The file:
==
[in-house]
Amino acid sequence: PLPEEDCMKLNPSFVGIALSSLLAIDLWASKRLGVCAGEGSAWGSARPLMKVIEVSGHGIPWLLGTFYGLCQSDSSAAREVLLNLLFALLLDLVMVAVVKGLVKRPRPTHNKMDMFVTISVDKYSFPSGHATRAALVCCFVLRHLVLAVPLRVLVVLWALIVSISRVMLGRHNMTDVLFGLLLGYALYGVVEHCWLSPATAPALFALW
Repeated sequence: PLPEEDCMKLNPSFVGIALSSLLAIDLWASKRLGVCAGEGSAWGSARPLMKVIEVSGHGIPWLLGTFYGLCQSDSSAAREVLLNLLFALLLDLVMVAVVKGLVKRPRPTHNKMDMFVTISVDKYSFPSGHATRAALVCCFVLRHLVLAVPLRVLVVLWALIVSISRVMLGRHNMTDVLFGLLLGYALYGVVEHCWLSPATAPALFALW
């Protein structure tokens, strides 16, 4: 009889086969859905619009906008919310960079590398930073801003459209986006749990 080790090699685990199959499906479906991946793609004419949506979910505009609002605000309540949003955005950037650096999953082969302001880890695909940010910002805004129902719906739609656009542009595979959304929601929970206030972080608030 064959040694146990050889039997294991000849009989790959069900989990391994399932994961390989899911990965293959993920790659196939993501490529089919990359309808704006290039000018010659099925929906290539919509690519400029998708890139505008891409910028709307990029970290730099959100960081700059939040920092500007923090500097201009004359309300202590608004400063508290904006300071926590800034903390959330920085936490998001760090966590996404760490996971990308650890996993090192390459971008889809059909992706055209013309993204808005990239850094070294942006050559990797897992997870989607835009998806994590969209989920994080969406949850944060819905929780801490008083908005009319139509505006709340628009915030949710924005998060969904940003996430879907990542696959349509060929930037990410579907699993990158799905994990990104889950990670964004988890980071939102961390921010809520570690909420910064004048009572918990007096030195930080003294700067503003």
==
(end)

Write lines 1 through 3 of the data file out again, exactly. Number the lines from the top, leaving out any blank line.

[in-house]
Amino acid sequence: PLPEEDCMKLNPSFVGIALSSLLAIDLWASKRLGVCAGEGSAWGSARPLMKVIEVSGHGIPWLLGTFYGLCQSDSSAAREVLLNLLFALLLDLVMVAVVKGLVKRPRPTHNKMDMFVTISVDKYSFPSGHATRAALVCCFVLRHLVLAVPLRVLVVLWALIVSISRVMLGRHNMTDVLFGLLLGYALYGVVEHCWLSPATAPALFALW
Repeated sequence: PLPEEDCMKLNPSFVGIALSSLLAIDLWASKRLGVCAGEGSAWGSARPLMKVIEVSGHGIPWLLGTFYGLCQSDSSAAREVLLNLLFALLLDLVMVAVVKGLVKRPRPTHNKMDMFVTISVDKYSFPSGHATRAALVCCFVLRHLVLAVPLRVLVVLWALIVSISRVMLGRHNMTDVLFGLLLGYALYGVVEHCWLSPATAPALFALW